Northumberland is a major character in Shakespeare's Richard II, Henry IV, part 1, and Henry IV, part 2.

 

The last third of the fourteenth century -- Henry Percy, the first earl of Northumberland, led the fight against the Scots, and Alnwick castle was command center. Three Boyntons worked with him in protecting the realm: first Robert, then Thomas and then Henry [A Boynton Story: Feudal Lord]. The castle was a place where these Boyntons spent time making it a place of interest to Boyntons, even if not quite a Boynton Place.

William Percy arrived in England one year after William the Conqueror [Brenan, p. 4]. The Conqueror made him responsible for land in Yorkshire, and Yorkshire remained the center of the family weath until the fourteenth century. In 1309 Henry Percy, the grandfather of the first earl of Northumberland, purchased the castle at Alnwick, and associated land, from the Bishop of Durham [Brenan, p. 20]. That moved the family into the center of the wars against the Scots. As they fought against the Scots, kings rewarded them with more land in Northumberland, which made the outcome of the warring even more important for them.

Alnwick was safely south of the border, but close enough to serve as a staging point for military activity. It is approximately 30 miles south of Berwick Upon Tweed and the Scotland border. It is somewhat farther to the Boynton manors. Acklam and Roxby are about 90 miles south of Alnwick and Boynton is another 30 miles south. The Boyntons had to travel a considerable distance to participate in the warring against the Scots.

 

Margaret NEVILL and Henry PERCY had the following children:

 

2

Henry Percy (Harry Hotspur) (1364-1403)

 

5. Margaret NEVILL, daughter of Ralph, Lord Nevill of Raby and Alice AUDLEY, was born on 12 February 1341 in Raby Castle, County Durham. She died in May 1372. She married William de Ros, 3rd Lord Ros of Helmsley.

 

Henry PERCY and Margaret NEVILL had the following children:

 

2

Henry Percy (Harry Hotspur) (1364-1403)

 

6. Edmund Mortimer, 3rd Earl of March was born in 1351. He died on 17 December 1381. He married Philippa Plantagenet of Clarence.

 

Edmund de Mortimer, 3rd Earl of March

Edmund de Mortimer, 3rd Earl of March and jure uxoris Earl of Ulster (1351? – 27 December, 1381) was son of Roger Mortimer, 2nd Earl of March, by his wife Philippa, daughter of William Montacute, 1st Earl of Salisbury.

Early life

Being an infant at the death of his father, Edmund, as a ward of the crown, was placed by Edward III of England under the care of William of Wykeham and Richard Fitzalan, 10th Earl of Arundel.

The position of the young earl, powerful on account of his possessions and hereditary influence in the Welsh marches, was rendered still more important by his marriage in 1368 at the age of 17 to the 13 year old Philippa, the only child of Lionel of Antwerp, Duke of Clarence, third son of Edward III.

Lionel's wife, Elizabeth, was daughter and heiress of William de Burgh, 6th Lord of Connaught and 3rd Earl of Ulster, and Lionel had himself been created Earl of Ulster before his marriage. Edmund inherited the title Earl of Ulster on Lionel's death.

Therefore, the Earl of March not only represented one of the chief Anglo-Norman lordships in Ireland in right of his wife Philippa, but Philippa's line was also the second most senior line of descent in the succession to the crown, after Edward, the Black Prince and his son, King Richard II of England.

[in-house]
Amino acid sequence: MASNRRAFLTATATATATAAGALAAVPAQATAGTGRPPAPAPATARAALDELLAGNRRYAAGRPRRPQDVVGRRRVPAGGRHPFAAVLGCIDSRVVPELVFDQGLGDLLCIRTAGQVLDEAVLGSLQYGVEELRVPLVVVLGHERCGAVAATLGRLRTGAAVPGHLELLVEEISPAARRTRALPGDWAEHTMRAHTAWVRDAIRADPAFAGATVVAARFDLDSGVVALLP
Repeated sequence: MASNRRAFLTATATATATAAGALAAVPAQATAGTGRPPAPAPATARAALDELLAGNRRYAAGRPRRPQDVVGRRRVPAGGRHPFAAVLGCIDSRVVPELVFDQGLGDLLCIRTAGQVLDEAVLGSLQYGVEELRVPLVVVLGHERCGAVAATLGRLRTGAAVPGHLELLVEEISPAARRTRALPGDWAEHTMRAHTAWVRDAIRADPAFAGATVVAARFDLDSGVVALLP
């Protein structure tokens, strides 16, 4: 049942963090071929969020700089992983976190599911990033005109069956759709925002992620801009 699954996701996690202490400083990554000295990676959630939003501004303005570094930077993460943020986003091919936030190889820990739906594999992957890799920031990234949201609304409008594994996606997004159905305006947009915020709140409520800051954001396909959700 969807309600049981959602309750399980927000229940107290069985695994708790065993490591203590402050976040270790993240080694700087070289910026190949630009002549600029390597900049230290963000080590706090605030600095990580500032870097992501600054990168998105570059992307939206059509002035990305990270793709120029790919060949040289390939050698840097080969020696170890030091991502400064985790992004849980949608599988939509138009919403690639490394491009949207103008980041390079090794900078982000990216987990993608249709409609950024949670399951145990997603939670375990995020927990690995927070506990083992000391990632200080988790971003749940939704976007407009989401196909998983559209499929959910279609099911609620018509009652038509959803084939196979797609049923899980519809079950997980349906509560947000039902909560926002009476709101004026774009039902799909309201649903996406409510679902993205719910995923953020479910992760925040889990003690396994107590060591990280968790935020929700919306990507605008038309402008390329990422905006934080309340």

This marriage had, therefore, far-reaching consequences in English history, ultimately giving rise to the claim of the House of York to the crown of England contested in the Wars of the Roses; Edward IV being descended from the third son of Edward III as great-great-grandson of Philippa, countess of March, and in the male line from Edmund of Langley, fifth son of Edward III.

Edmund's son Roger Mortimer, 4th Earl of March would become heir presumptive to the English crown during the reign of Richard II.

Political Advancement

Mortimer, now styled Earl of March and Ulster, became Marshal of England in 1369, and was employed in various diplomatic missions during the next following years. He was a member of the committee appointed by the Peers to confer with the Commons in 1373?the first instance of such a joint conference since the institution of representative parliaments on the question of granting supplies for John of Gaunt's war in France.

He participated in the opposition to Edward III and the court party, which grew in strength towards the end of the reign, taking the popular side and being prominent in the Good Parliament of 1376 among the lords who supported the Prince of Wales and opposed the Court Party and John of Gaunt. The Speaker of the Commons in this parliament was March's steward, Peter de la Mare, who firmly withstood John of Gaunt in stating the grievances of the Commons, in supporting the impeachment of several high court officials, and in procuring the banishment of the king's mistress, Alice Perrers. March was a member of the administrative council appointed by the same parliament after the death of Edward, the Black Prince to attend the king and advise him in all public affairs.

 

7. Philippa Plantagenet of Clarence, daughter of Lionel of Antwerp DUKE OF CLARENCE and Elizabeth de Burgh, was born in 1355. She and Edmund Mortimer, 3rd Earl of March had the following children:

 

3

Elizabeth MORTIMER ( - )

Roger Mortimer, 4th Earl of March and ULSTER ( - )

Edmund de MORTIMER (1376-1409). Edmund was born in 1376. He died in 1409.

Philippa MORTIMER ( - )